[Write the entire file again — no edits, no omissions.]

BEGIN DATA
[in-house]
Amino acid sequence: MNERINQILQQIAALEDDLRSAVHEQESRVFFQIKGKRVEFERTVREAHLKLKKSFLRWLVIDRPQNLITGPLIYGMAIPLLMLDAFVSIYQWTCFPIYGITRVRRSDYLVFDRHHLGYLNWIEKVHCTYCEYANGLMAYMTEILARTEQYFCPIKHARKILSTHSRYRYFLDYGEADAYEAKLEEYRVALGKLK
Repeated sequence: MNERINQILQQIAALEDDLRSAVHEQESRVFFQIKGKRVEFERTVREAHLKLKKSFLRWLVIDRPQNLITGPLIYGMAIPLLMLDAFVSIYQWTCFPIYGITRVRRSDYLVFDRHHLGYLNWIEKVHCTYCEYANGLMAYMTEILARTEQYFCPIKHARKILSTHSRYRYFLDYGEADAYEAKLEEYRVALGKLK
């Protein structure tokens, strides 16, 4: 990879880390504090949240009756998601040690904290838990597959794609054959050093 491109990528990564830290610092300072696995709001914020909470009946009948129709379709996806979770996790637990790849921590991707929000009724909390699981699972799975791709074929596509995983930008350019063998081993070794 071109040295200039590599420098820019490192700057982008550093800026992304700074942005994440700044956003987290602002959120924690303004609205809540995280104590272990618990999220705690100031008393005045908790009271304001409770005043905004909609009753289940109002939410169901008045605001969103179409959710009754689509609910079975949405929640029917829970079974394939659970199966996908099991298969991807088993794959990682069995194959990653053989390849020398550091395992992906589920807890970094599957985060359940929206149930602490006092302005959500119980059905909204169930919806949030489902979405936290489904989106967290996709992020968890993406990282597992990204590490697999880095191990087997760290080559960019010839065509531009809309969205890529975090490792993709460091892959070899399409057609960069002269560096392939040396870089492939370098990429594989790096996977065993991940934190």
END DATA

[in-house]
Amino acid sequence: MNERINQILQQIAALEDDLRSAVHEQESRVFFQIKGKRVEFERTVREAHLKLKKSFLRWLVIDRPQNLITGPLIYGMAIPLLMLDAFVSIYQWTCFPIYGITRVRRSDYLVFDRHHLGYLNWIEKVHCTYCEYANGLMAYMTEILARTEQYFCPIKHARKILSTHSRYRYFLDYGEADAYEAKLEEYRVALGKLK
Repeated sequence: MNERINQILQQIAALEDDLRSAVHEQESRVFFQIKGKRVEFERTVREAHLKLKKSFLRWLVIDRPQNLITGPLIYGMAIPLLMLDAFVSIYQWTCFPIYGITRVRRSDYLVFDRHHLGYLNWIEKVHCTYCEYANGLMAYMTEILARTEQYFCPIKHARKILSTHSRYRYFLDYGEADAYEAKLEEYRVALGKLK
């Protein structure tokens, strides 16, 4: 990879880390504090949240009756998601040690904290838990597959794609054959050093 491109990528990564830290610092300072696995709001914020909470009946009948129709379709996806979770996790637990790849921590991707929000009724909390699981699972799975791709074929596509995983930008350019063998081993070794 071109040295200039590599420098820019490192700057982008550093800026992304700074942005994440700044956003987290602002959120924690303004609205809540995280104590272990618990999220705690100031008393005045908790009271304001409770005043905004909609009753289940109002939410169901008045605001969103179409959710009754689509609910079975949405929640029917829970079974394939659970199966996908099991298969991807088993794959990682069995194959990653053989390849020398550091395992992906589920807890970094599957985060359940929206149930602490006092302005959500119980059905909204169930919806949030489902979405936290489904989106967290996709992020968890993406990282597992990204590490697999880095191990087997760290080559960019010839065509531009809309969205890529975090490792993709460091892959070899399409057609960069002269560096392939040396870089492939370098990429594989790096996977065993991940934190």